A bill to lift the state's fracking moratorium that's speeding through the North Carolina legislature underwent some changes before it passed the Senate this week -- including the scaling back of one of its most controversial provisions that would have imposed prison time for unauthorized disclosure of chemicals in fracking fluids.
The version of the Energy Modernization Act (SB 786) that passed the Senate Thursday by a 36-11 vote changes the penalty for unauthorized disclosure of so-called "trade-secret" chemicals from a Class I felony, the lowest-level felony that could bring fines and several months in prison, to a Class 1 misdemeanor that does not carry prison time. The bill requires the state geologist in the Department of Energy and Natural Resources to serve as custodian of fracking chemical trade secrets and allows information about them to be disclosed only to emergency responders, health care providers dealing with emergencies, and federal and state agencies that need the information to carry out their duties.
The Senate also added a provision requiring drillers to have at least a $1 million bond to protect the state from expenses incurred by an accident.
The measure now moves to the House, where it appears it may run into resistance. A bill to lift the moratorium on fracking failed there last year.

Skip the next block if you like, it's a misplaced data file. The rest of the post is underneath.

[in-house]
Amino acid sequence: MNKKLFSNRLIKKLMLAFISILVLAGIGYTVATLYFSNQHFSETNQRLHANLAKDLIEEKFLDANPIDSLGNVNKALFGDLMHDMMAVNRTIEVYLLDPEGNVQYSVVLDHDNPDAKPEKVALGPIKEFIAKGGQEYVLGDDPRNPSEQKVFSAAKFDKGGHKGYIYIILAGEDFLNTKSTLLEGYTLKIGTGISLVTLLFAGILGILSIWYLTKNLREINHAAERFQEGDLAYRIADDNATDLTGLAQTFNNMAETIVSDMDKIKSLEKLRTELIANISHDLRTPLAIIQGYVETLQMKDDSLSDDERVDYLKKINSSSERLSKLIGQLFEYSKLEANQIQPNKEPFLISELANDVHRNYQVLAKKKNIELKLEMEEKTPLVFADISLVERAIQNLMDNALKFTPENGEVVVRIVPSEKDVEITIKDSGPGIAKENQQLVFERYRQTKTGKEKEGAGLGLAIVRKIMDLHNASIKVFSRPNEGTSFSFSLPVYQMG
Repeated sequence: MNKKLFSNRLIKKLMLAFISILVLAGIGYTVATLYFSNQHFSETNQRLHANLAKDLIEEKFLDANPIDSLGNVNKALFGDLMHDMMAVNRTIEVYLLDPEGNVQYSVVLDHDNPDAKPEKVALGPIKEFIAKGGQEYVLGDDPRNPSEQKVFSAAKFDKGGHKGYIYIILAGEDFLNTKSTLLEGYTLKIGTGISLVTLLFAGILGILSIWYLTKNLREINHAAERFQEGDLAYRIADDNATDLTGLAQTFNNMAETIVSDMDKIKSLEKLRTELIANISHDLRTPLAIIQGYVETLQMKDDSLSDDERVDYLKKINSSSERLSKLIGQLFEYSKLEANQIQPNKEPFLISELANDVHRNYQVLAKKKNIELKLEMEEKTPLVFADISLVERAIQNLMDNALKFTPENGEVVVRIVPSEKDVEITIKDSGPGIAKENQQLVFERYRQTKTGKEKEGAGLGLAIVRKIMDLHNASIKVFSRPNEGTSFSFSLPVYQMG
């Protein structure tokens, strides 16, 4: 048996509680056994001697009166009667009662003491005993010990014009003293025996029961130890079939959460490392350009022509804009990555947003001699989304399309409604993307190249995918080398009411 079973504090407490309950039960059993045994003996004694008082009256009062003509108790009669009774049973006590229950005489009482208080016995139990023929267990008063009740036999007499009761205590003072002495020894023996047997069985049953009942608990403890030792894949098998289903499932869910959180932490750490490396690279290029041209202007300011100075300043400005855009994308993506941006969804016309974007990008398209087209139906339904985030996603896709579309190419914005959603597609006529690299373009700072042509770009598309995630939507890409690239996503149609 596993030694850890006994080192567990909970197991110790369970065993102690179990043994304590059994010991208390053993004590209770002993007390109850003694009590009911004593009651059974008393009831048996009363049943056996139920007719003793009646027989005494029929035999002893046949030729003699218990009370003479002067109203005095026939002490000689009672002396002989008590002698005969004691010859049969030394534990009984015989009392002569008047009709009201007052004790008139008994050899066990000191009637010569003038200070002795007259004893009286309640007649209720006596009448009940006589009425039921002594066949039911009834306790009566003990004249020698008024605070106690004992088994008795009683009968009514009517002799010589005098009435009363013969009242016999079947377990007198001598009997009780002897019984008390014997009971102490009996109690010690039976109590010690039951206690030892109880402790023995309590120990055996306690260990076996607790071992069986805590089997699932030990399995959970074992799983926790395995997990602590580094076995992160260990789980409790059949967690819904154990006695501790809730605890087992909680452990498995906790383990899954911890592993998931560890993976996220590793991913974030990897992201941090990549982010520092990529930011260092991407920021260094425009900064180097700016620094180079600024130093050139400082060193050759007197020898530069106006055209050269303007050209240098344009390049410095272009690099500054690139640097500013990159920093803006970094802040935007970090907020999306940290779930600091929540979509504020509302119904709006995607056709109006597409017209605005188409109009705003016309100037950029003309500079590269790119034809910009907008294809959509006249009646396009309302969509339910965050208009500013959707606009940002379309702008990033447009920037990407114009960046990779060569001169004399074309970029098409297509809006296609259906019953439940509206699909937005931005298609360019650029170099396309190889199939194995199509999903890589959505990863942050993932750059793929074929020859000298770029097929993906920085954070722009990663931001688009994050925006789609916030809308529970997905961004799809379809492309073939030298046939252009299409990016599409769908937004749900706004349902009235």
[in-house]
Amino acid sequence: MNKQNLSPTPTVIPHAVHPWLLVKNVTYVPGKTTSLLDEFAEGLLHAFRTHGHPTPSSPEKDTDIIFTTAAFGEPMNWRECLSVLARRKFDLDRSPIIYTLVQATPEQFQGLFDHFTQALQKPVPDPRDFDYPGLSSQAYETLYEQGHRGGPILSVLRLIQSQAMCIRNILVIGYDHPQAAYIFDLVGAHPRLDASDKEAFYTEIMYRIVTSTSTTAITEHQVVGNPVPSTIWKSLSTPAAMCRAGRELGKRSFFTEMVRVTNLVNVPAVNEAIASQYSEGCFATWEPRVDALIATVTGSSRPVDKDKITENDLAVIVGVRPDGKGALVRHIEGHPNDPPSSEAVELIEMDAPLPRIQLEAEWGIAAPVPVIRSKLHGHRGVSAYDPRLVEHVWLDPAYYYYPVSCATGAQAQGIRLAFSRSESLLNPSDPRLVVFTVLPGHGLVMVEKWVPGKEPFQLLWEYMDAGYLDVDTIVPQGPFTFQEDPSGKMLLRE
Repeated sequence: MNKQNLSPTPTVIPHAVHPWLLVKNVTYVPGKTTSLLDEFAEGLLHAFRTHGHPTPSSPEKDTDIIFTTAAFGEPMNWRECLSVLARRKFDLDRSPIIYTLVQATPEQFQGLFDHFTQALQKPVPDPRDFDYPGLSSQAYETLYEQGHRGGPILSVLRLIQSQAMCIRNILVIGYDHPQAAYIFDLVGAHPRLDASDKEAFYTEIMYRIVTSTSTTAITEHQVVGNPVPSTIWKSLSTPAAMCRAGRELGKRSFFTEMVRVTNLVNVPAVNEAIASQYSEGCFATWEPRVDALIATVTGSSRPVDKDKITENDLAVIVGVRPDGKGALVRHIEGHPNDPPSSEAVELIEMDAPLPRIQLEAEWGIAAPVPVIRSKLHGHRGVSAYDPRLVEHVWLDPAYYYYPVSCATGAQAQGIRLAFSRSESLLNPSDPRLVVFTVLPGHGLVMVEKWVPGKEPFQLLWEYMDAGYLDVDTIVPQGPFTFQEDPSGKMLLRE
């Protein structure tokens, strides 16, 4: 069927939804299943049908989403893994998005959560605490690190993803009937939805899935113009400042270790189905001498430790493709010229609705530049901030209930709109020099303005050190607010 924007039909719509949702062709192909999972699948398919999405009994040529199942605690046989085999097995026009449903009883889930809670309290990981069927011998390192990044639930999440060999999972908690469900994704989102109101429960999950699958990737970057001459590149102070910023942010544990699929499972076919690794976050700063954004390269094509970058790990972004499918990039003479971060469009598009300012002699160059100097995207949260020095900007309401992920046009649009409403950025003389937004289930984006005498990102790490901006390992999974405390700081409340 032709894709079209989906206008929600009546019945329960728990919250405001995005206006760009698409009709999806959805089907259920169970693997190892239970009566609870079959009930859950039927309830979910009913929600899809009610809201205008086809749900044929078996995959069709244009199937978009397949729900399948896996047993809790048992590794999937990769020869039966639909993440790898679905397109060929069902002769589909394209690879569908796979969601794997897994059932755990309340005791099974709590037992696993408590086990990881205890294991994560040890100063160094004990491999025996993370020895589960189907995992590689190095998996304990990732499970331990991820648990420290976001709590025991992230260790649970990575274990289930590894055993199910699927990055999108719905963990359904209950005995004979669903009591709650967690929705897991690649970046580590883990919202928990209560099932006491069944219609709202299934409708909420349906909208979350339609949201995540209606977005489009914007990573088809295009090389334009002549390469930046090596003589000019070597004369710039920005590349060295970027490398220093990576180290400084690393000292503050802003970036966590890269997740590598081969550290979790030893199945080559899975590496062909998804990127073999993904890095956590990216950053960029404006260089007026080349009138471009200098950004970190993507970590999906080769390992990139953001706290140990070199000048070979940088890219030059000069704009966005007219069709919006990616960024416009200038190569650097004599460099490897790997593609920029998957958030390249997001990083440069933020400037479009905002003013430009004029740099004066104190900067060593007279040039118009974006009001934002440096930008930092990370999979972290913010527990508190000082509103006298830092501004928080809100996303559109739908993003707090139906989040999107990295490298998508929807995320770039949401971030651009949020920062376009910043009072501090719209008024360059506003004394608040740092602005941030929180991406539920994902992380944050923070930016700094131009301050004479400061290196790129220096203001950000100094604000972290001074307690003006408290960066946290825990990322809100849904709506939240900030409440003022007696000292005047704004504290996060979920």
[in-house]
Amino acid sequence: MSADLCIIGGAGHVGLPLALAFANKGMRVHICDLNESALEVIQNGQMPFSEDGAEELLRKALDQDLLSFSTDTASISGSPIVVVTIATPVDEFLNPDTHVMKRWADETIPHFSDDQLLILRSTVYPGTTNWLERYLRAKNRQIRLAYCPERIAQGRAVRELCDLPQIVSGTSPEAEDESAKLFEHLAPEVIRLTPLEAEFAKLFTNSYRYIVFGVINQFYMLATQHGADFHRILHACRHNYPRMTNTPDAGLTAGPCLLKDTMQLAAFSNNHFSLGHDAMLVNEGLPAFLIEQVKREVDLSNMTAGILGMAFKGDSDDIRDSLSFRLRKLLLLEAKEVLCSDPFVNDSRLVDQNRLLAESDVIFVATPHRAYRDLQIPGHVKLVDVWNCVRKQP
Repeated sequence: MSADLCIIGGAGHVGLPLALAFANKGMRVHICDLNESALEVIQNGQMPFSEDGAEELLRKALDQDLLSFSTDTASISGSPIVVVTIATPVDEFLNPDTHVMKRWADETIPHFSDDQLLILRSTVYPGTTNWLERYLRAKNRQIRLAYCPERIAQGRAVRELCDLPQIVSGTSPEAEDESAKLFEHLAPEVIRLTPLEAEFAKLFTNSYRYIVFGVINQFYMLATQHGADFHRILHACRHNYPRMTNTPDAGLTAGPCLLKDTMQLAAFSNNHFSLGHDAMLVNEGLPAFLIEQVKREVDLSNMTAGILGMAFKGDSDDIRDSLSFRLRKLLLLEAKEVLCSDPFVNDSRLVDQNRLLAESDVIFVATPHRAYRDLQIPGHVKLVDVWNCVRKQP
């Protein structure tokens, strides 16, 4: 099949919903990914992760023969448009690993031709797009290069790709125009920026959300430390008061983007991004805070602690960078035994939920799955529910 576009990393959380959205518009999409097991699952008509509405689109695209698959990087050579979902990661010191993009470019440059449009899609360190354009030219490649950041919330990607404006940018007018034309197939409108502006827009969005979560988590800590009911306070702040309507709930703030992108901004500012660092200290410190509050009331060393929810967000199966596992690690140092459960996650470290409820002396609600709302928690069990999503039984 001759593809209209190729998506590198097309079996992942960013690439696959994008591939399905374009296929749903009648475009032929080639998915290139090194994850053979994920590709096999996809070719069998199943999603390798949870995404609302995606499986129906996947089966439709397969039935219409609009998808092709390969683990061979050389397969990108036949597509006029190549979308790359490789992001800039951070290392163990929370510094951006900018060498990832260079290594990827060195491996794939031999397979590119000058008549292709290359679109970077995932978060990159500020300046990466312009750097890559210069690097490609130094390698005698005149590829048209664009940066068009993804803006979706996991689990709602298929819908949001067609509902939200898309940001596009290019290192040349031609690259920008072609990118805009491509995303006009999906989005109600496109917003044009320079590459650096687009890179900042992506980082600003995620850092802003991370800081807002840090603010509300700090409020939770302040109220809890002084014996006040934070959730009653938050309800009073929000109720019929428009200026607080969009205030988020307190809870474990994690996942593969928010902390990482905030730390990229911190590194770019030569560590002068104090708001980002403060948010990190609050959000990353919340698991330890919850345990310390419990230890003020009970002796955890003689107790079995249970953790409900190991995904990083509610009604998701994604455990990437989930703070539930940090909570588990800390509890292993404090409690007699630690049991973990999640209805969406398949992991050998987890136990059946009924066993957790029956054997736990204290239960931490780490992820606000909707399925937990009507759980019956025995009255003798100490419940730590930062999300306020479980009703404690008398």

Earlier this week, Rep. Mike Hager, a Rutherford County Republican leader who's been a leading advocate of fracking, told The News & Observer of Raleigh that the House was "not on board" with the bill's provision to allow the state to start issuing drilling permits beginning July 1, 2015 whether or not rules governing the process were in place:
"The major concern is we want to make sure the rules are what we want them to be before we go out and frack. It's gotta be rules first and then moratorium. You don't want to go flying blind."
The N.C. Mining and Energy Commission (MEC) is charged with drawing up fracking rules that are supposed to protect the environment and public health. The rules are supposed to be subject to public hearings this summer before going to the legislature as soon as this fall for final approval. A recent investigation by the environmental group Greenpeace found what it called a "cozy relationship" between the industry and MEC.
An earlier version of the chemical disclosure rule debated by MEC was pulled from consideration after fracking giant Halliburton complained it disclosed too much to the public.